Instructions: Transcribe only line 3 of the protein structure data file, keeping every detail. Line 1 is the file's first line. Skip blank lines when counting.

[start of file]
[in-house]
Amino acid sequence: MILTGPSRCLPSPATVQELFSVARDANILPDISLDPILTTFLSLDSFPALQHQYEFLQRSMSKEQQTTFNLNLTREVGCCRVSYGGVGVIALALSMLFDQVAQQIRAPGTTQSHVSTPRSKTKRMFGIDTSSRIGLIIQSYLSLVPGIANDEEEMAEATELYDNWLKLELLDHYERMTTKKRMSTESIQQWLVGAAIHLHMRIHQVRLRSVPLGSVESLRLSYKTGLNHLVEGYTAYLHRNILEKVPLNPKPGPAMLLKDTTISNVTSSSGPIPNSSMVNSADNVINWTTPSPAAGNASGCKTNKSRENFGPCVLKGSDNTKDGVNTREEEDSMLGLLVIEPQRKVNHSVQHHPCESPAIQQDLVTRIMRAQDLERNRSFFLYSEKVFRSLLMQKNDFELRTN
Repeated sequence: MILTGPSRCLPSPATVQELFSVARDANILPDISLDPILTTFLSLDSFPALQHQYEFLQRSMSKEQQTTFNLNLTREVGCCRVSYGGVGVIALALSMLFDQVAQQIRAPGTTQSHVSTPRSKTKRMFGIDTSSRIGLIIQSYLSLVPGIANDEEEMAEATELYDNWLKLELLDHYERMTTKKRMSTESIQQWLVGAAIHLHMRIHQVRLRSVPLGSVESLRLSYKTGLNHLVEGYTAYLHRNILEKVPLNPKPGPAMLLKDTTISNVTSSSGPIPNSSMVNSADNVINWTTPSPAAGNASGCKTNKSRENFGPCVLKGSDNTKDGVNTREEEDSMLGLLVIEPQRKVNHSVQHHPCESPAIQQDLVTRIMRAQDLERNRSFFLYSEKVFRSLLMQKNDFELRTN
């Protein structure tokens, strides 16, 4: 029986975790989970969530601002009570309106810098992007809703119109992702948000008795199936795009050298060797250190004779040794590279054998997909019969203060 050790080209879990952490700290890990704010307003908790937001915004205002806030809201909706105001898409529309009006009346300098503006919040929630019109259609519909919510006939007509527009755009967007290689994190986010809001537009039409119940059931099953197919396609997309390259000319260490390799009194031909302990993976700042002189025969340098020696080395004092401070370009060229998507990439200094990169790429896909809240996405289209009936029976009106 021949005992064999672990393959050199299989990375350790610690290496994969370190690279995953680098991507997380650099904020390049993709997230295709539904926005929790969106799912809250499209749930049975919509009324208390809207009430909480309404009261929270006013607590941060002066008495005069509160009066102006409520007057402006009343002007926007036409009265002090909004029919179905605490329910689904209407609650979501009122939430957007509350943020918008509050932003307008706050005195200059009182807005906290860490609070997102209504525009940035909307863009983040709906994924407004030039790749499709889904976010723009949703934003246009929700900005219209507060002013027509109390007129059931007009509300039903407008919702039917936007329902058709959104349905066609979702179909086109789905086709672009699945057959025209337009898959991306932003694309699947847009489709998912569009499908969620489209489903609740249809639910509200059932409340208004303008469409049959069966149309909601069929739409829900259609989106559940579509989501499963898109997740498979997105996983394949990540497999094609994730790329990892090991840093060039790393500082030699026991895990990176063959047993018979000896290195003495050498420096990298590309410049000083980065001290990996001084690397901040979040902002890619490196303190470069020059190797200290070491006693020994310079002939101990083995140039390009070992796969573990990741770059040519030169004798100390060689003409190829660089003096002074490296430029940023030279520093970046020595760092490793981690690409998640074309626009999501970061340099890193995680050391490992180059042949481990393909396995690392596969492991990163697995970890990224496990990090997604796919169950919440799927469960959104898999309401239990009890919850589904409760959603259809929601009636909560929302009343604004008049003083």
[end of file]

Repeated sequence: MILTGPSRCLPSPATVQELFSVARDANILPDISLDPILTTFLSLDSFPALQHQYEFLQRSMSKEQQTTFNLNLTREVGCCRVSYGGVGVIALALSMLFDQVAQQIRAPGTTQSHVSTPRSKTKRMFGIDTSSRIGLIIQSYLSLVPGIANDEEEMAEATELYDNWLKLELLDHYERMTTKKRMSTESIQQWLVGAAIHLHMRIHQVRLRSVPLGSVESLRLSYKTGLNHLVEGYTAYLHRNILEKVPLNPKPGPAMLLKDTTISNVTSSSGPIPNSSMVNSADNVINWTTPSPAAGNASGCKTNKSRENFGPCVLKGSDNTKDGVNTREEEDSMLGLLVIEPQRKVNHSVQHHPCESPAIQQDLVTRIMRAQDLERNRSFFLYSEKVFRSLLMQKNDFELRTN